- Seek advice. Ask a reporter for feedback to improve your skills, says Kent Bottles, M.D., CEO of Grand Rapids (Mich.) Medical Education & Research Center. Bottles says he did, and a reporter once told him he failed to answer questions straightforwardly.
- Create your own publicity. When Bottles organized a conference on physicians making career changes, he called five reporters at the Philadelphia Inquirer and was rejected by four of them before a business reporter wrote a lengthy feature.
- Think ahead. If you disagree with the hospital's policy, figure out a way to communicate honestly without undermining the medical center.
- Learn to be selective. Know the media outlet before granting an interview. Experienced television commentator Steven Lamm, M.D., assistant professor of medicine at NYU-Bellevue, refuses to be interviewed on certain television shows that he finds manipulative.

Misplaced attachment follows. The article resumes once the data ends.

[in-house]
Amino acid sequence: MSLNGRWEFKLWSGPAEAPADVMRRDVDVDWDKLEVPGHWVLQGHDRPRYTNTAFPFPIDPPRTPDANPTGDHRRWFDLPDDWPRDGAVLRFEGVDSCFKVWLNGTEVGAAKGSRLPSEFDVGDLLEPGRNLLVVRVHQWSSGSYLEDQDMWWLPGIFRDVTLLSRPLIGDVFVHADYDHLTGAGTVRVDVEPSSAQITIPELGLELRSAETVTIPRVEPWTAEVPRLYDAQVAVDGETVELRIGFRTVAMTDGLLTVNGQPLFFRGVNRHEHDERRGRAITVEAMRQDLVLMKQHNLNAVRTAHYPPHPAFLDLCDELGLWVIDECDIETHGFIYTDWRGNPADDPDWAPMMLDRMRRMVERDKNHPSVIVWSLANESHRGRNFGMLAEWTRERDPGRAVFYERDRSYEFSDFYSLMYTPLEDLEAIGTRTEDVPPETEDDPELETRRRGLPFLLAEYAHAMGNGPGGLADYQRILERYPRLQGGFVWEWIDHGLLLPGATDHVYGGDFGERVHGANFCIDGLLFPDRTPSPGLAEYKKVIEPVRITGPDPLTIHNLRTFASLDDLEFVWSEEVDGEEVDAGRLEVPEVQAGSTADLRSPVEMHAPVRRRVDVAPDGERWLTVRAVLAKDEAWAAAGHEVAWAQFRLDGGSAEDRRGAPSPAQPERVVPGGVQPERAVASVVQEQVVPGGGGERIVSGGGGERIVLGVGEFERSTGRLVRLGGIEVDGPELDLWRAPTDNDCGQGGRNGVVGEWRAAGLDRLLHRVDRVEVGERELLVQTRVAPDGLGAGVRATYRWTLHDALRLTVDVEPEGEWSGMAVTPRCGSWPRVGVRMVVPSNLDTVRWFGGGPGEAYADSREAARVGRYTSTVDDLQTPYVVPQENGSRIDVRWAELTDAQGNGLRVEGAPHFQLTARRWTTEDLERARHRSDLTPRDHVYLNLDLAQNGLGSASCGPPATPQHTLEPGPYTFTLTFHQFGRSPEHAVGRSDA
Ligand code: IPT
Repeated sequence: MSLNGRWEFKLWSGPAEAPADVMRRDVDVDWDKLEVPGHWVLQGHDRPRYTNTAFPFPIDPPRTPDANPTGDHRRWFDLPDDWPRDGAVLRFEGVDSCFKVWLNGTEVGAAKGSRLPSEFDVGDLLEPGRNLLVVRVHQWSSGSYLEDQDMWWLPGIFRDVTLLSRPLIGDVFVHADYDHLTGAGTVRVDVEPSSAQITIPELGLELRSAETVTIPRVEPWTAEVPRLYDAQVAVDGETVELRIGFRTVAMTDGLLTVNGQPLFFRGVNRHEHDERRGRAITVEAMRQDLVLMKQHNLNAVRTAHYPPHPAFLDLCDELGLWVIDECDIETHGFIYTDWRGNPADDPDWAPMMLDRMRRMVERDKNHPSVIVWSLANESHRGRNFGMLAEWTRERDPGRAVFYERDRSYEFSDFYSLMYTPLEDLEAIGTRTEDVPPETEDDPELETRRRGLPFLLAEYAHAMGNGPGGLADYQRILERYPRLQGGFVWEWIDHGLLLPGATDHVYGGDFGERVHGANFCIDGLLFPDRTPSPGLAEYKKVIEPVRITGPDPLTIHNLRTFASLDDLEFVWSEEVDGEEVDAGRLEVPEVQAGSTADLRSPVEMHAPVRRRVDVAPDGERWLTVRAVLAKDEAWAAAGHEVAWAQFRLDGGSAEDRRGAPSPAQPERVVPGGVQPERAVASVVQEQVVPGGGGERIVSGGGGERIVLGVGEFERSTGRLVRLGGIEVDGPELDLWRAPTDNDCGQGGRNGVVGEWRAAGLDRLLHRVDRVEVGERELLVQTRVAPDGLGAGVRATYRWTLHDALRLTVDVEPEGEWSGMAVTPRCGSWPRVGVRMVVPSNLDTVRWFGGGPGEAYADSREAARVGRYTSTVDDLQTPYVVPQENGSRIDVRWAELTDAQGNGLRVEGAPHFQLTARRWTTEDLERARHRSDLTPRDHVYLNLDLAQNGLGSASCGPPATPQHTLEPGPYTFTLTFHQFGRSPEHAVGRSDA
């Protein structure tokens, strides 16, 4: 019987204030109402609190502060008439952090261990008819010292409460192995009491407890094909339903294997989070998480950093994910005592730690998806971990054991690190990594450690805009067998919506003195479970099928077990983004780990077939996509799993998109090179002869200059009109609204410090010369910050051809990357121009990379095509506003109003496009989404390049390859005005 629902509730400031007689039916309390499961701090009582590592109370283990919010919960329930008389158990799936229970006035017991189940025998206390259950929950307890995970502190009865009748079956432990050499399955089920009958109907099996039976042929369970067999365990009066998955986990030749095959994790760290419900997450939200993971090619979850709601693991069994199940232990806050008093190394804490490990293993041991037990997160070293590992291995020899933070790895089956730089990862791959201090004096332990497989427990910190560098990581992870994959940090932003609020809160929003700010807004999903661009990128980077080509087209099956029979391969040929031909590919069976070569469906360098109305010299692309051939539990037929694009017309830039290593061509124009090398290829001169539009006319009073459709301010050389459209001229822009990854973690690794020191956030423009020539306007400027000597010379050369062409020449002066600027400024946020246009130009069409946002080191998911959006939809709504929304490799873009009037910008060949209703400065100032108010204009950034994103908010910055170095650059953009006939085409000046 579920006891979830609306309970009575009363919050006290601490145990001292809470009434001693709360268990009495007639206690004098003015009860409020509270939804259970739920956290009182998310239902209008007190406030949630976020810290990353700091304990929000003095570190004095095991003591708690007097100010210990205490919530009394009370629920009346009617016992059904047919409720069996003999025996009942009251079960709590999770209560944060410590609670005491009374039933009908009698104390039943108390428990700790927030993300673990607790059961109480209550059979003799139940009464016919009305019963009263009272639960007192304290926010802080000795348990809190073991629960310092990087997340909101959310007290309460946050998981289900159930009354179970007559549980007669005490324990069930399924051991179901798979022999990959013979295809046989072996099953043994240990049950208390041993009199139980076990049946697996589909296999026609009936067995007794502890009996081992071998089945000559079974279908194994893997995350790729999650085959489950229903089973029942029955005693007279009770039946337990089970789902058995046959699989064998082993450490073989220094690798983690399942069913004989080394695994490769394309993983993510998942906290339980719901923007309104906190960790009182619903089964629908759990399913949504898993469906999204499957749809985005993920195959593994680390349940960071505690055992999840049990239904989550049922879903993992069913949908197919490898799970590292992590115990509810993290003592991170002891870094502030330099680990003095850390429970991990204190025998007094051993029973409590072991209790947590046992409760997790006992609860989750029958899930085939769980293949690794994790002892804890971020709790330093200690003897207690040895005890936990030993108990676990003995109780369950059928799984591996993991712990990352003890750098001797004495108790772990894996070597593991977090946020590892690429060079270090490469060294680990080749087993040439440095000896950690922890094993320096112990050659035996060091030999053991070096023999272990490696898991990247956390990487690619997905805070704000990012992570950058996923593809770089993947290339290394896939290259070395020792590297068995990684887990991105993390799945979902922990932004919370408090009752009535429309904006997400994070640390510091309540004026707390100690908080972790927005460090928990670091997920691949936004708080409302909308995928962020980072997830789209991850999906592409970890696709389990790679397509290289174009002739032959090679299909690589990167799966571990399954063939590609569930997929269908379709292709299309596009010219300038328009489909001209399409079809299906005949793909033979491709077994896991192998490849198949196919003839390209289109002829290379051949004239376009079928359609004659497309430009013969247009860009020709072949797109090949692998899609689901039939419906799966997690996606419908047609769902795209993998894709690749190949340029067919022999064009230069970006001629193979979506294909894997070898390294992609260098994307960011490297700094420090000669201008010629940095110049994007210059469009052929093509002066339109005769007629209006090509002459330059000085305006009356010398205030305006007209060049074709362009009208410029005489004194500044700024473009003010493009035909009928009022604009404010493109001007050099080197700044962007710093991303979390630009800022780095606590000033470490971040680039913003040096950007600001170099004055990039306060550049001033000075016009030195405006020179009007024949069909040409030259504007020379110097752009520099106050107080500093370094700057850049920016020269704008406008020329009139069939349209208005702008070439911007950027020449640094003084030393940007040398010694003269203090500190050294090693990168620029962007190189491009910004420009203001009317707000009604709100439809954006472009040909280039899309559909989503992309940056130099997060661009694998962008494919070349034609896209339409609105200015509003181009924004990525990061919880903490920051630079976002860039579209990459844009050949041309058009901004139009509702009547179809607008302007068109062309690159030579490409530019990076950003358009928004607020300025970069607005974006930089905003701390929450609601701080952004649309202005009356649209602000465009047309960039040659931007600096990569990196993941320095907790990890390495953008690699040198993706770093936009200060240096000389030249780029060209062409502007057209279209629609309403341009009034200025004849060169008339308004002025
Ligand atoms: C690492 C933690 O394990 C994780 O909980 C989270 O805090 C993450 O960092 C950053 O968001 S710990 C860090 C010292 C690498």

- Understand your audience. Use a different approach and language with USA Today than with a health cable network, suggests New York publicist Nancy Haberman.
- Establish unique expertise. One element of newsworthiness is oddity.
- Learn SHIPCOT. Reporters and editors argue about what makes news news. But SHIPCOT is an acronym for seven basic news elements upon which all agree: Star power, Human interest, Impact, Proximity, Conflict, Oddity, Timeliness.
Tips for physicians interested in doing media interviews:
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